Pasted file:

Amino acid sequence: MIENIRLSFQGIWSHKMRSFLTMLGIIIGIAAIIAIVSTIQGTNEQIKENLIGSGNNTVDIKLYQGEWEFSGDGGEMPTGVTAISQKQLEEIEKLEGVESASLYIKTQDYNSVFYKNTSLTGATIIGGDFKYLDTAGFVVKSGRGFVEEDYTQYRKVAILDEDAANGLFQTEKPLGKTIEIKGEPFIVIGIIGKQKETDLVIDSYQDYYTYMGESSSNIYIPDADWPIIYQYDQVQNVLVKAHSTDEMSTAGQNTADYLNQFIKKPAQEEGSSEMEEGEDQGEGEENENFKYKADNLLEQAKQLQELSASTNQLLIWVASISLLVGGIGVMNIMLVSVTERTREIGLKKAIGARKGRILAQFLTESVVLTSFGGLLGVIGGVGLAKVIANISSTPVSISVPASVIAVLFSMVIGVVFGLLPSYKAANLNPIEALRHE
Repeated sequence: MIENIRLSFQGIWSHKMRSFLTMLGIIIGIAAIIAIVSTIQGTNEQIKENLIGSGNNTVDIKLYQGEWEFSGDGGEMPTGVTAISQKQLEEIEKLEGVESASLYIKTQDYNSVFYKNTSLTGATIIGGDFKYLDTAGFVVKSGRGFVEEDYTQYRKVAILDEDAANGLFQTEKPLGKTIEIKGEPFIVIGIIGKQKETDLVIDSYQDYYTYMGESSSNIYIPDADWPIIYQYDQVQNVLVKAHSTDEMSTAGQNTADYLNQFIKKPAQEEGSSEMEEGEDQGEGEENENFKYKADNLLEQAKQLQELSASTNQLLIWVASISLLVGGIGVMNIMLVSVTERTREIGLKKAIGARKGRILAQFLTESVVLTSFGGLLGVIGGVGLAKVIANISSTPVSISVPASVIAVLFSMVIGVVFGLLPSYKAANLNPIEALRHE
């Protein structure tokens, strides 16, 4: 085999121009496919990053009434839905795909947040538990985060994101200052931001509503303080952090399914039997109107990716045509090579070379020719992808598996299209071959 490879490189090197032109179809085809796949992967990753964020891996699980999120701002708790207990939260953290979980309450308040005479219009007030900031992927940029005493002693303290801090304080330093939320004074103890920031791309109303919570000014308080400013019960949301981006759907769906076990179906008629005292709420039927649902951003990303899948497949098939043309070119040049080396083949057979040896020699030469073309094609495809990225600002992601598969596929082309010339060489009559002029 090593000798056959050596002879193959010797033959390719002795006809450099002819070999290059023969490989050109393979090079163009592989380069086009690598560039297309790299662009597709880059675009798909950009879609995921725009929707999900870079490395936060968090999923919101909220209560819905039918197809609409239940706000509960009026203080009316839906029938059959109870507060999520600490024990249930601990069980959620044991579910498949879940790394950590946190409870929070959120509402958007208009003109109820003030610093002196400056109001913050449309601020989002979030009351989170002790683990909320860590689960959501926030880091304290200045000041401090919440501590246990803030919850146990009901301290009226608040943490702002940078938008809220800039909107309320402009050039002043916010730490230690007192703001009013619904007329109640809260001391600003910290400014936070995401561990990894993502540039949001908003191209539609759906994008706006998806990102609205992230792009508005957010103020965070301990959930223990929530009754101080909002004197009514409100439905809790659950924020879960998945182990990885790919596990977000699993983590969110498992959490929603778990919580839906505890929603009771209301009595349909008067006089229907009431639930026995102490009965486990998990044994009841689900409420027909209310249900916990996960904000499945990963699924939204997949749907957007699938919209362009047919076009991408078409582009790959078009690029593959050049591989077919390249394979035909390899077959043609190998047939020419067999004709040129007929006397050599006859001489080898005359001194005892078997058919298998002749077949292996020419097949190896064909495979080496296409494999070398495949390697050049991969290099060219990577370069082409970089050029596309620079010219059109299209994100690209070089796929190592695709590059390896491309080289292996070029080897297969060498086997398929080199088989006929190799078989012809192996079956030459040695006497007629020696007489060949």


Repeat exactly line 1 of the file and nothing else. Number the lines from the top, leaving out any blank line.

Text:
Amino acid sequence: MIENIRLSFQGIWSHKMRSFLTMLGIIIGIAAIIAIVSTIQGTNEQIKENLIGSGNNTVDIKLYQGEWEFSGDGGEMPTGVTAISQKQLEEIEKLEGVESASLYIKTQDYNSVFYKNTSLTGATIIGGDFKYLDTAGFVVKSGRGFVEEDYTQYRKVAILDEDAANGLFQTEKPLGKTIEIKGEPFIVIGIIGKQKETDLVIDSYQDYYTYMGESSSNIYIPDADWPIIYQYDQVQNVLVKAHSTDEMSTAGQNTADYLNQFIKKPAQEEGSSEMEEGEDQGEGEENENFKYKADNLLEQAKQLQELSASTNQLLIWVASISLLVGGIGVMNIMLVSVTERTREIGLKKAIGARKGRILAQFLTESVVLTSFGGLLGVIGGVGLAKVIANISSTPVSISVPASVIAVLFSMVIGVVFGLLPSYKAANLNPIEALRHE